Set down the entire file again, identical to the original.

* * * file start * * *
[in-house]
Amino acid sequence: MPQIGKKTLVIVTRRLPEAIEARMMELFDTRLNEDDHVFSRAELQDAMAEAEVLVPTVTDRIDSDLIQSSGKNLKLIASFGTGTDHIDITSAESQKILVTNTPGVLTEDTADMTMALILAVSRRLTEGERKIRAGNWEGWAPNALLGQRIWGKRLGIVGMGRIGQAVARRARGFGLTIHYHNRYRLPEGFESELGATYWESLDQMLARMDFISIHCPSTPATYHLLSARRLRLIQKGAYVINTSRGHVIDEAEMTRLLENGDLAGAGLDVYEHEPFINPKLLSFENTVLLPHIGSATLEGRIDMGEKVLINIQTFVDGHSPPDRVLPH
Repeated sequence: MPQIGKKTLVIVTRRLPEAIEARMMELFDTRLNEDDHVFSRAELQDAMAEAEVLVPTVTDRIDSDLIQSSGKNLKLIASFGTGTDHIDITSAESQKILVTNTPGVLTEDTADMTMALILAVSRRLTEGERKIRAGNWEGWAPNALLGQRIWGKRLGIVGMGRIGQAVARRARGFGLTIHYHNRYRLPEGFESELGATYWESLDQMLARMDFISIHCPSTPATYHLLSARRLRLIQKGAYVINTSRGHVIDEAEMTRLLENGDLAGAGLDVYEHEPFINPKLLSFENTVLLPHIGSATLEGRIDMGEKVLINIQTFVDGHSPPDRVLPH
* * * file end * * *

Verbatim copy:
[in-house]
Amino acid sequence: MPQIGKKTLVIVTRRLPEAIEARMMELFDTRLNEDDHVFSRAELQDAMAEAEVLVPTVTDRIDSDLIQSSGKNLKLIASFGTGTDHIDITSAESQKILVTNTPGVLTEDTADMTMALILAVSRRLTEGERKIRAGNWEGWAPNALLGQRIWGKRLGIVGMGRIGQAVARRARGFGLTIHYHNRYRLPEGFESELGATYWESLDQMLARMDFISIHCPSTPATYHLLSARRLRLIQKGAYVINTSRGHVIDEAEMTRLLENGDLAGAGLDVYEHEPFINPKLLSFENTVLLPHIGSATLEGRIDMGEKVLINIQTFVDGHSPPDRVLPH
Repeated sequence: MPQIGKKTLVIVTRRLPEAIEARMMELFDTRLNEDDHVFSRAELQDAMAEAEVLVPTVTDRIDSDLIQSSGKNLKLIASFGTGTDHIDITSAESQKILVTNTPGVLTEDTADMTMALILAVSRRLTEGERKIRAGNWEGWAPNALLGQRIWGKRLGIVGMGRIGQAVARRARGFGLTIHYHNRYRLPEGFESELGATYWESLDQMLARMDFISIHCPSTPATYHLLSARRLRLIQKGAYVINTSRGHVIDEAEMTRLLENGDLAGAGLDVYEHEPFINPKLLSFENTVLLPHIGSATLEGRIDMGEKVLINIQTFVDGHSPPDRVLPH